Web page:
Home » Health officials remind Kentuckians not to leave children in hot cars

Health officials remind Kentuckians not to leave children in hot cars

38 children die each year from being left in hot cars

LEXINGTON, Ky. (April 26, 2016) — An average of 38 children die each year after being left in a hot car, and the Lexington-Fayette County Health Department is working with parents to make sure that doesn’t happen here.

“A child should never, never, never be left alone in a hot car for any reason,” said Holly Clendenin, LFCHD nurse and a Child Care Health Consultant trainer. “Whether a child is intentionally left alone in a car while a parent runs inside for a few minutes or is accidentally forgotten by a caretaker, these deaths are preventable.”

A child’s body temperature can increase three to five times faster than adults, and heat stroke begins when the body passes 104 degrees. Reaching an internal temperature of 107 degrees can be deadly. Symptoms include red, hot and moist or dry skin, no sweating, a strong rapid pulse or a slow weak pulse, a throbbing headache, dizziness, nausea, confusion, being grouchy or acting strangely.

“Simply cracking a window or parking in the shade doesn’t make a car significantly cooler,” Clendenin said. “Heat stroke deaths have occurred when the vehicle was parked in the shade. It’s also important to remember that it doesn’t have to be the hot months of summer to be dangerous – a car can reach 110 degrees inside when outdoor temperatures are only in the 60s.”

In 52 percent of the cases, the child was forgotten by the caregiver, and in 29 percent of the cases, a child got into the vehicle on their own.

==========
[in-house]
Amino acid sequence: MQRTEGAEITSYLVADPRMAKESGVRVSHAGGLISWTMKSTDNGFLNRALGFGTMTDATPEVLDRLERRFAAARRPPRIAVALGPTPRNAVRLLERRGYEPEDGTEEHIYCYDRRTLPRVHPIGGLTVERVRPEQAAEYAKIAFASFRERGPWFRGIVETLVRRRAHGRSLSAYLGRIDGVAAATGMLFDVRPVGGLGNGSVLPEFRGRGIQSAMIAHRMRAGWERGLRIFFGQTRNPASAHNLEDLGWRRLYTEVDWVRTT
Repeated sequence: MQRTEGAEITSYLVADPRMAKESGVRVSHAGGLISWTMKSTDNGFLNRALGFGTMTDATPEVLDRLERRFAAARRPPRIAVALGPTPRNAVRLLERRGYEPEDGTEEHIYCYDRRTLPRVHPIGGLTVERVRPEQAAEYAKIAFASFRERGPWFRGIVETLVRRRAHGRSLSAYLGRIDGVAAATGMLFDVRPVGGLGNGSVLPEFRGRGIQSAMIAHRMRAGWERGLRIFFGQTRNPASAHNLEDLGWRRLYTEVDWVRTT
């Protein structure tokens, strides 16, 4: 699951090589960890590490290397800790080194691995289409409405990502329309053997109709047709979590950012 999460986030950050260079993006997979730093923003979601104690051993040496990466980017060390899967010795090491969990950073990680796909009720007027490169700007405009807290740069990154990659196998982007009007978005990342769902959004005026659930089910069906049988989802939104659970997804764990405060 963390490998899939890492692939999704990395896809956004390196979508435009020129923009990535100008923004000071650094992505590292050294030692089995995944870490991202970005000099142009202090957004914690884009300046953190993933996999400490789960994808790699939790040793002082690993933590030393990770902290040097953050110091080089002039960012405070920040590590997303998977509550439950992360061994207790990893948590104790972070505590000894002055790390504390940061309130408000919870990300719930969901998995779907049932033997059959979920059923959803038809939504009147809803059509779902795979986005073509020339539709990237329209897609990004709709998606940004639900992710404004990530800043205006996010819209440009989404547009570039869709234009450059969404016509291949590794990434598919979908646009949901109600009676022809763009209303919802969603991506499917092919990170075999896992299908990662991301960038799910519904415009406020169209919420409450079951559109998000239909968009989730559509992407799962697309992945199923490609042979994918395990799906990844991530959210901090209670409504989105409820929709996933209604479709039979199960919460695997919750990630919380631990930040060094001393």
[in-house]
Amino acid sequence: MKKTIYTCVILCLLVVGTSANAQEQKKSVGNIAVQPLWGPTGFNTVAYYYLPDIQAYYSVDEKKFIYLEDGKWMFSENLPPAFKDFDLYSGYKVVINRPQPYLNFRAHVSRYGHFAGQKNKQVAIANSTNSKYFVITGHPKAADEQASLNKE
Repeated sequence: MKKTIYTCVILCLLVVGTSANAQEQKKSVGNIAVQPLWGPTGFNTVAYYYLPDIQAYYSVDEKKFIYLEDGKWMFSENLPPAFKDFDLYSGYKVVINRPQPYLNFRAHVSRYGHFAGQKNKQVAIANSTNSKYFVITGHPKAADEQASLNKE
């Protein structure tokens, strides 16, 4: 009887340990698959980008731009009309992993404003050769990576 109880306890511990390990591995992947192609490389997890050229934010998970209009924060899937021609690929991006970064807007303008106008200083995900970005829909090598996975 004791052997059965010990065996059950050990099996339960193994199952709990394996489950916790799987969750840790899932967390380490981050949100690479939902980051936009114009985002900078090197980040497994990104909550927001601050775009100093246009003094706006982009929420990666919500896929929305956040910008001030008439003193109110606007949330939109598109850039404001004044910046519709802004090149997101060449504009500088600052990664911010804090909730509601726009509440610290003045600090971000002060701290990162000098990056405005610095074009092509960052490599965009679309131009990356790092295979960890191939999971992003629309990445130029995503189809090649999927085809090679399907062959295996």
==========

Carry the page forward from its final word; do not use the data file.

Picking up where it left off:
Fortunately, there are some things a parent or caregiver can do to ensure this doesn’t happen:

  • Make a habit of checking your back seat.
  • When strapping a child into a car seat, leave a reminder like a cell phone, briefcase, purse or even your left shoe in the back with them.
  • Write a note and place it on the dashboard of the car, or set a reminder on your phone or calendar. There’s also a Baby Reminder app for iPhones.
  • Call a spouse, family member or friend after you drop the child off to make sure you didn’t forget.
  • After parking your car, lock it. Children who get inside an unlocked vehicle can become trapped.
  • Look before you lock your car.
  • Never let a child play in an unattended car.

“Some of these unfortunate deaths include children whose parents/guardians meant to drop their child off at a child care program or preschool,” Clendenin said. “Make an agreement with your child care provider to call you within an hour of the expected arrival time if your child does not arrive on time.”

If you see a child in an unattended vehicle, call 911 or your local emergency number. If they are in distress due to heat, get them out as quickly as possible. If water is available, cool the child rapidly by spraying them with cool water, but never use an ice bath. If the child is unresponsive (not breathing or no heartbeat), start CPR immediately and continue until emergency officials arrive.

Kentucky passed a “Look Before You Lock” law that allows people to rescue kids trapped in cars without prosecution: www.lrc.ky.gov/record/16RS/SB16.htm.

For more information, be sure to visit www.usa.safekids.org/heatstroke or www.wheresbaby.org.